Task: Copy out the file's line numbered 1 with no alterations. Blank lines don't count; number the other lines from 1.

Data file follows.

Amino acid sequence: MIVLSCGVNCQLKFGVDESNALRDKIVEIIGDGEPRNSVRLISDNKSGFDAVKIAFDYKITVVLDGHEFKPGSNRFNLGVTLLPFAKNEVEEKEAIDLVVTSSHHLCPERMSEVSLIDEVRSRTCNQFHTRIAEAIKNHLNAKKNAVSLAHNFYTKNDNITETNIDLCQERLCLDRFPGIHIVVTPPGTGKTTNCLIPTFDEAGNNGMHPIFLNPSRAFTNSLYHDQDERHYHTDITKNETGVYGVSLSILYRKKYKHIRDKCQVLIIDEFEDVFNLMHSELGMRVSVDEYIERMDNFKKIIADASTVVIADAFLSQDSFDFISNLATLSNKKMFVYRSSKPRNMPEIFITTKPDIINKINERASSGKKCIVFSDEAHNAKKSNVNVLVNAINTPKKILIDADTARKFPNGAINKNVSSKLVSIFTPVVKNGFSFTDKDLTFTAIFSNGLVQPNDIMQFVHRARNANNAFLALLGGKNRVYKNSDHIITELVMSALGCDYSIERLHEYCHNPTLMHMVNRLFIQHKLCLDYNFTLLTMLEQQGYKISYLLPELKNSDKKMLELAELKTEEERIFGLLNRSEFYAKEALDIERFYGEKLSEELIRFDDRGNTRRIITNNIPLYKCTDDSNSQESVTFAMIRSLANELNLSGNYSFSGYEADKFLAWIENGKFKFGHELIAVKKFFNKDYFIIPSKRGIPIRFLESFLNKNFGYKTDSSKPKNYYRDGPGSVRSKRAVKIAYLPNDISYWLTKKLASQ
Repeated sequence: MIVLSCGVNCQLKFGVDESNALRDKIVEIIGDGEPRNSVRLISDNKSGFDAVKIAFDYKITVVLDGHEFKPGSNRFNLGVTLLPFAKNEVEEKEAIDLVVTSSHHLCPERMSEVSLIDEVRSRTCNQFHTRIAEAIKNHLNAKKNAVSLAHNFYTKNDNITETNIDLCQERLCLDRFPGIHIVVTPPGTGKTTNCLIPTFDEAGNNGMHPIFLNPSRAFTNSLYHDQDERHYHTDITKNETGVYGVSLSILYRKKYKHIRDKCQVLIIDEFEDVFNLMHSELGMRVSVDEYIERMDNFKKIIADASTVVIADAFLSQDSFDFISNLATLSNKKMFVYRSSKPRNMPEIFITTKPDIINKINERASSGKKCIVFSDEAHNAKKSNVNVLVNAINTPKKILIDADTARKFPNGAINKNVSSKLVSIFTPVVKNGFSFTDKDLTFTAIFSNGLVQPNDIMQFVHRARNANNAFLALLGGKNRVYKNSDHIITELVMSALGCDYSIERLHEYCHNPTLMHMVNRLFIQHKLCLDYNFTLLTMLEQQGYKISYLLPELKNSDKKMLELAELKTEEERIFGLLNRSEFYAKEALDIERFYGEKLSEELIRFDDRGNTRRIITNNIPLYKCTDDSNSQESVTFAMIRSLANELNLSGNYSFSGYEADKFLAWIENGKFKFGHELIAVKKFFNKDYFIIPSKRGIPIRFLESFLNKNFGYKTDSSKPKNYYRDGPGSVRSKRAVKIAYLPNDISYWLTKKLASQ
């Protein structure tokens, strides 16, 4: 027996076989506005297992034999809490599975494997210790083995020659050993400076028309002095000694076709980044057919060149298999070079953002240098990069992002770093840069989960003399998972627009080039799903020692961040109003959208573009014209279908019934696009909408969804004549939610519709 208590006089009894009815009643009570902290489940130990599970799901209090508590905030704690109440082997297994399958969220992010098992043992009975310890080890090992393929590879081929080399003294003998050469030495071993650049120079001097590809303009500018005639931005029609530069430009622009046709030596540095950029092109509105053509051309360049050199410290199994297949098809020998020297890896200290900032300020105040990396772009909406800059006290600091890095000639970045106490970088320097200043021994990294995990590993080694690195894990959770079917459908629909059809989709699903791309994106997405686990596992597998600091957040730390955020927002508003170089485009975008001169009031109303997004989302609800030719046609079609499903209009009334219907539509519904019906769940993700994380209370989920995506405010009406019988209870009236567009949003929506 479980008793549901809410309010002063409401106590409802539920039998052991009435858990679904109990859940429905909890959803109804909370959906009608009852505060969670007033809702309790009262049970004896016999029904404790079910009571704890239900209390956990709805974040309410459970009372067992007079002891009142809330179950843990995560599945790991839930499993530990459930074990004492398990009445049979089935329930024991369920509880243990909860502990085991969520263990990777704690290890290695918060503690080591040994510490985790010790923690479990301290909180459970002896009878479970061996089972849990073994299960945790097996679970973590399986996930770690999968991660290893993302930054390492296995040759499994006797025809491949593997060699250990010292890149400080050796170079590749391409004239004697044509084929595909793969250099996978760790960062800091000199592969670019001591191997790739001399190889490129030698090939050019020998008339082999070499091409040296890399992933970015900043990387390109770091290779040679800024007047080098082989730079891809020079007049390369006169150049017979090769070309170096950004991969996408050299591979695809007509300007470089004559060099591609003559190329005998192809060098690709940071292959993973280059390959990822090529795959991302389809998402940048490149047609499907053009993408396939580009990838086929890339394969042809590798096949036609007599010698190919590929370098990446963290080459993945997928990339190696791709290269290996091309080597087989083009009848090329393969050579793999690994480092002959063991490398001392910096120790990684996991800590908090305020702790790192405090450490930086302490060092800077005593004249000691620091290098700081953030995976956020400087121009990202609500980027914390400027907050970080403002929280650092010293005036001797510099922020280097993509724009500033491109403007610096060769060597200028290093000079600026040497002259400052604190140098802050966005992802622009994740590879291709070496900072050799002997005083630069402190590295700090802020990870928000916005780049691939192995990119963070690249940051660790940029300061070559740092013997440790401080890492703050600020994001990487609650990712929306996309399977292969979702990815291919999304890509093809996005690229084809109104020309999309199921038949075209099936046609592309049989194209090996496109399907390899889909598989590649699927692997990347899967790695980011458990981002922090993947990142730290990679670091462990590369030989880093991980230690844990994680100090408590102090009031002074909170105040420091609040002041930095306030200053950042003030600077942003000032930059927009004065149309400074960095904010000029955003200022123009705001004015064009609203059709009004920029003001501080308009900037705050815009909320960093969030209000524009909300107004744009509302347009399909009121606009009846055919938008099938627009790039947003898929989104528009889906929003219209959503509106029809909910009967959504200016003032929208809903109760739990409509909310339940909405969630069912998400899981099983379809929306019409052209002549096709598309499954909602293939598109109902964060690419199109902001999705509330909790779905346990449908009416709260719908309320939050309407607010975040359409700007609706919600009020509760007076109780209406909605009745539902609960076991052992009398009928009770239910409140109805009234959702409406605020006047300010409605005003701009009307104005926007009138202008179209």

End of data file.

Amino acid sequence: MIVLSCGVNCQLKFGVDESNALRDKIVEIIGDGEPRNSVRLISDNKSGFDAVKIAFDYKITVVLDGHEFKPGSNRFNLGVTLLPFAKNEVEEKEAIDLVVTSSHHLCPERMSEVSLIDEVRSRTCNQFHTRIAEAIKNHLNAKKNAVSLAHNFYTKNDNITETNIDLCQERLCLDRFPGIHIVVTPPGTGKTTNCLIPTFDEAGNNGMHPIFLNPSRAFTNSLYHDQDERHYHTDITKNETGVYGVSLSILYRKKYKHIRDKCQVLIIDEFEDVFNLMHSELGMRVSVDEYIERMDNFKKIIADASTVVIADAFLSQDSFDFISNLATLSNKKMFVYRSSKPRNMPEIFITTKPDIINKINERASSGKKCIVFSDEAHNAKKSNVNVLVNAINTPKKILIDADTARKFPNGAINKNVSSKLVSIFTPVVKNGFSFTDKDLTFTAIFSNGLVQPNDIMQFVHRARNANNAFLALLGGKNRVYKNSDHIITELVMSALGCDYSIERLHEYCHNPTLMHMVNRLFIQHKLCLDYNFTLLTMLEQQGYKISYLLPELKNSDKKMLELAELKTEEERIFGLLNRSEFYAKEALDIERFYGEKLSEELIRFDDRGNTRRIITNNIPLYKCTDDSNSQESVTFAMIRSLANELNLSGNYSFSGYEADKFLAWIENGKFKFGHELIAVKKFFNKDYFIIPSKRGIPIRFLESFLNKNFGYKTDSSKPKNYYRDGPGSVRSKRAVKIAYLPNDISYWLTKKLASQ